Moves to refuse legal aid to people who have lived in Britain less than a year have been branded ‘nasty’ by a North East lord.
Labour peer Jeremy Beecham also accused Justice Secretary Chris Grayling of “blast[ing] on the political dog whistle” and playing to the political right as he tries to push through his controversial reforms.
Lord Beecham’s speech in Parliament comes as the tough-talking Tory faces growing opposition over the residence test.
Mr Grayling is appealing a High Court ruling which rendered the test illegal and labelled it an “instrument of discrimination”.
Meanwhile, the all-party Committee on Human Rights said the test, which applies to children over 12 months, could be a breach of human rights.
But Lord Beecham said the Justice Secretary has ‘written off criticisms as left wing campaigning’ during a debate on judicial reviews - another legal provision Mr Grayling is attempting to limit.
He said: “The Lord Chancellor, who seems to think judicial review cases are the province of left wing pressure groups, chooses to overlook that such cases brought by reputable civil society organisations make up 0.46% of this caseload, a mere 50 cases in 13 years.
“One case they did bring touches on one what must rank as the nastiest change the Government is pursuing, the introduction of a residence test for legal aid, which would apply to judicial review and to most other areas of law.”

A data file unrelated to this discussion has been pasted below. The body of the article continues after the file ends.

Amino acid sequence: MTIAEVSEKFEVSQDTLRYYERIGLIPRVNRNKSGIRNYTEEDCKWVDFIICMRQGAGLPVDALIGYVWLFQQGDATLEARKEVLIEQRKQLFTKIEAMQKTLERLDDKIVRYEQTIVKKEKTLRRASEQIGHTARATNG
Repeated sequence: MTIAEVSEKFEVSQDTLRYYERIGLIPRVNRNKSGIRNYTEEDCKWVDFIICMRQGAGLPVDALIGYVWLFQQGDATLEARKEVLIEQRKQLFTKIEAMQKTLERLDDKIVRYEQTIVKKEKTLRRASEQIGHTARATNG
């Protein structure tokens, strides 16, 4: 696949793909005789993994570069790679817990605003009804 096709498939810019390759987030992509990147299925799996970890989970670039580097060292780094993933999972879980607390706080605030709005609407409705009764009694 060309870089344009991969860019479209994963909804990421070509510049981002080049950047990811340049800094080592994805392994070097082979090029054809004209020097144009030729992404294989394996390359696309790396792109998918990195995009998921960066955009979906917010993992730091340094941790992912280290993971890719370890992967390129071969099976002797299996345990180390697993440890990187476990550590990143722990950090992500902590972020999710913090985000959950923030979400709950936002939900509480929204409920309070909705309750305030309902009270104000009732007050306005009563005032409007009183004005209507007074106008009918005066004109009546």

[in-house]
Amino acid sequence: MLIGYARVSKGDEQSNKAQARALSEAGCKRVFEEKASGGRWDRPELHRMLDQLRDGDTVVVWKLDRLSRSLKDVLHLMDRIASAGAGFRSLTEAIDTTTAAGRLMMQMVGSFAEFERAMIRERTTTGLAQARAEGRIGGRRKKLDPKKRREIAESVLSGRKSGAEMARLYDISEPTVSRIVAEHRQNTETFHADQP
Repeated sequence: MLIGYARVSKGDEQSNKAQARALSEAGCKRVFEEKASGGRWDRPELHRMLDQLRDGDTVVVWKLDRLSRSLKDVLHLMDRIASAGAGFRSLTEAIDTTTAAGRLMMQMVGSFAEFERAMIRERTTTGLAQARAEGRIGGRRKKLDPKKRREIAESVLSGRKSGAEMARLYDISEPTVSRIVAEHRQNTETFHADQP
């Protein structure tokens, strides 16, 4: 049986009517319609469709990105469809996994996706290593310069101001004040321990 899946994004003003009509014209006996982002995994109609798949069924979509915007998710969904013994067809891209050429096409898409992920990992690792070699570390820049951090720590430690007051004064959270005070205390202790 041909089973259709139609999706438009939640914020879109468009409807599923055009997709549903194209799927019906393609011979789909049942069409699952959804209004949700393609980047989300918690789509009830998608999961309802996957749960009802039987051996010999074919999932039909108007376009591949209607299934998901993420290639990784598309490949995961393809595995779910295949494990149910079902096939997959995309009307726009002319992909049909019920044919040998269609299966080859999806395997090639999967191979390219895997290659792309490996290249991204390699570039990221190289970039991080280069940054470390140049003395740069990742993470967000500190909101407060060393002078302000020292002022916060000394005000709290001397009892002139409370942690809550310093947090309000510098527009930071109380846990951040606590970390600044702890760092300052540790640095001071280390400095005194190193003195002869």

He also said the Government must reveal how many children could be affected by the test and how much it would save.
Lord Beecham said Mr Grayling was wooing right-wingers as the party attempts to secure votes ahead of the 2015 General Election.
He said: “The Government in its perennial search for votes from the right is, of course appealing.
“A less appealing prospect than this Government, and this Lord Chancellor remaining in office and continuing to dismantle our system of justice is hard to imagine.”
The Justice Secretary has insisted his reforms will bring balance to the legal system and will save money.
Justice Secretary Chris Grayling said: “It is crucial that judicial review continues to hold authorities and others to account for the right reasons.
“It should not be abused by people to cause delays or to generate publicity for themselves or their organisations at the expense of taxpayers.
“Our reforms will bring balance to the judicial review system so justice is done, but unmerited, costly and time-wasting applications no longer stifle progress.”